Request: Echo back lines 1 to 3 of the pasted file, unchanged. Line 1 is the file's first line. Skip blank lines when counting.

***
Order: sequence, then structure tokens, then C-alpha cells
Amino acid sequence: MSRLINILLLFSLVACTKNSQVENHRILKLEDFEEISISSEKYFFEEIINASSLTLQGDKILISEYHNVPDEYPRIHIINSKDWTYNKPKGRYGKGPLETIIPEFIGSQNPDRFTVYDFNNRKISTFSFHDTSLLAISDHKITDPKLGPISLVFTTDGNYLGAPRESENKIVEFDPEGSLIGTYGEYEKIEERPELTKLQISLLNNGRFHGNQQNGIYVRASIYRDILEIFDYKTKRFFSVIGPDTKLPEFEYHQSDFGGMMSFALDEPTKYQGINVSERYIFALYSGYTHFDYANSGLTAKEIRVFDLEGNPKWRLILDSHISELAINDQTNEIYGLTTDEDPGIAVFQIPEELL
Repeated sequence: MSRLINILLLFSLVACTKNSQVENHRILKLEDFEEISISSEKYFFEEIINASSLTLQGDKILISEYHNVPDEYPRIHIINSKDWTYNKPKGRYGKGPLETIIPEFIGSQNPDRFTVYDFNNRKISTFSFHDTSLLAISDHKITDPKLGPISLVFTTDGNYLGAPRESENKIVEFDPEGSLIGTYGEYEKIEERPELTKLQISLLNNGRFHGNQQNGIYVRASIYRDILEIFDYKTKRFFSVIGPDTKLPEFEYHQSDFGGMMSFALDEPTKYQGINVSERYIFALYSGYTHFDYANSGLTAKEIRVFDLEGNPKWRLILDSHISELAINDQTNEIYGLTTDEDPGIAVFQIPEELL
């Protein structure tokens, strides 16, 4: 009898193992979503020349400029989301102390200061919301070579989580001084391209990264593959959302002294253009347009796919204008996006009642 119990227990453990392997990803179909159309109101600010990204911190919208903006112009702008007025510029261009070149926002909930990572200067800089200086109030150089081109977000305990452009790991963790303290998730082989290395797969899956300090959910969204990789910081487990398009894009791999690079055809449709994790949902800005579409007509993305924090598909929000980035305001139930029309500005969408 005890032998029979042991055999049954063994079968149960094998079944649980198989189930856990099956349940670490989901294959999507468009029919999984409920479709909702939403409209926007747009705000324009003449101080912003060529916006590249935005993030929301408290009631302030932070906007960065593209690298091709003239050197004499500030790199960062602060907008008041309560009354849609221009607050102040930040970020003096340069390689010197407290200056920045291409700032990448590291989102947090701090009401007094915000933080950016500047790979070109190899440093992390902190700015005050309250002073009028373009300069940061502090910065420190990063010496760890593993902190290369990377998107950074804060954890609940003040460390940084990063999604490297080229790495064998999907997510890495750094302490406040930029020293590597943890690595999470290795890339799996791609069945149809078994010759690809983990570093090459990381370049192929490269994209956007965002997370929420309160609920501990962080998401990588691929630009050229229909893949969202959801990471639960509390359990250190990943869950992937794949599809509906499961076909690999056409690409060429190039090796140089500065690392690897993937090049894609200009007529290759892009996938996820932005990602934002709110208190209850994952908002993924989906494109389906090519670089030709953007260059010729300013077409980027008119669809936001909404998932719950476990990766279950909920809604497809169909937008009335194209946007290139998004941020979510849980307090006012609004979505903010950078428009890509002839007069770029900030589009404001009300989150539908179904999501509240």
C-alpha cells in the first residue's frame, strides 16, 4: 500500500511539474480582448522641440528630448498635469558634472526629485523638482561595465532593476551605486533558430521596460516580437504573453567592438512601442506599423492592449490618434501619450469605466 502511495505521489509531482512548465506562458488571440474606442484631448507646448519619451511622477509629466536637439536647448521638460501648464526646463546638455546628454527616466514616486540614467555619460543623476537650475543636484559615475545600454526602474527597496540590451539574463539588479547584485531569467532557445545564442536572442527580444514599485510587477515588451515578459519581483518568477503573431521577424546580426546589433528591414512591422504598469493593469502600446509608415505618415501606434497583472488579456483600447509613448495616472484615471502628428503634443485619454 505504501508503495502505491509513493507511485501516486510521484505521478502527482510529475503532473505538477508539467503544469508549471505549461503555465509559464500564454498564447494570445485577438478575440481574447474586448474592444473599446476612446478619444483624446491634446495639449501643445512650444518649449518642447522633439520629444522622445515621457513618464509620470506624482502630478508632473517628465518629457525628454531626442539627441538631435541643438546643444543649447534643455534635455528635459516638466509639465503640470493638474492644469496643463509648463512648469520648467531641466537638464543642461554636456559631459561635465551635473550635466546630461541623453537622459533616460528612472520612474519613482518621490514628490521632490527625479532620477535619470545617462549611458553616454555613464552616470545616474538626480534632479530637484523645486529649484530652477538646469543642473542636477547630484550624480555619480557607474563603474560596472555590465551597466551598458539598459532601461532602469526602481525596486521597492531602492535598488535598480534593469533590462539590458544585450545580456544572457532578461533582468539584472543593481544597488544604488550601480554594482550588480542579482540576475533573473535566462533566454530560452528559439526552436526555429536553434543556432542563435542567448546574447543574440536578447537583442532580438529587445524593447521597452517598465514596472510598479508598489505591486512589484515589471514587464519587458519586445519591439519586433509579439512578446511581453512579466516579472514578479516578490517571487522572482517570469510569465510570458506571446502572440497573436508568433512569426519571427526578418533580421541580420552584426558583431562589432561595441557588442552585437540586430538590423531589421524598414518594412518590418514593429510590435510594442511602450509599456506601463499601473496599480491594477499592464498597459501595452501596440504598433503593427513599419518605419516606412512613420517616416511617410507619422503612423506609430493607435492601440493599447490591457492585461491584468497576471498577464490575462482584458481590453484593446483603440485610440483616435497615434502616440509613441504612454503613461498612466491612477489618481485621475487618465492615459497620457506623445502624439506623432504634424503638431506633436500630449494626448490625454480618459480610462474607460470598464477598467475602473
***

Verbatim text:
Order: sequence, then structure tokens, then C-alpha cells
Amino acid sequence: MSRLINILLLFSLVACTKNSQVENHRILKLEDFEEISISSEKYFFEEIINASSLTLQGDKILISEYHNVPDEYPRIHIINSKDWTYNKPKGRYGKGPLETIIPEFIGSQNPDRFTVYDFNNRKISTFSFHDTSLLAISDHKITDPKLGPISLVFTTDGNYLGAPRESENKIVEFDPEGSLIGTYGEYEKIEERPELTKLQISLLNNGRFHGNQQNGIYVRASIYRDILEIFDYKTKRFFSVIGPDTKLPEFEYHQSDFGGMMSFALDEPTKYQGINVSERYIFALYSGYTHFDYANSGLTAKEIRVFDLEGNPKWRLILDSHISELAINDQTNEIYGLTTDEDPGIAVFQIPEELL
Repeated sequence: MSRLINILLLFSLVACTKNSQVENHRILKLEDFEEISISSEKYFFEEIINASSLTLQGDKILISEYHNVPDEYPRIHIINSKDWTYNKPKGRYGKGPLETIIPEFIGSQNPDRFTVYDFNNRKISTFSFHDTSLLAISDHKITDPKLGPISLVFTTDGNYLGAPRESENKIVEFDPEGSLIGTYGEYEKIEERPELTKLQISLLNNGRFHGNQQNGIYVRASIYRDILEIFDYKTKRFFSVIGPDTKLPEFEYHQSDFGGMMSFALDEPTKYQGINVSERYIFALYSGYTHFDYANSGLTAKEIRVFDLEGNPKWRLILDSHISELAINDQTNEIYGLTTDEDPGIAVFQIPEELL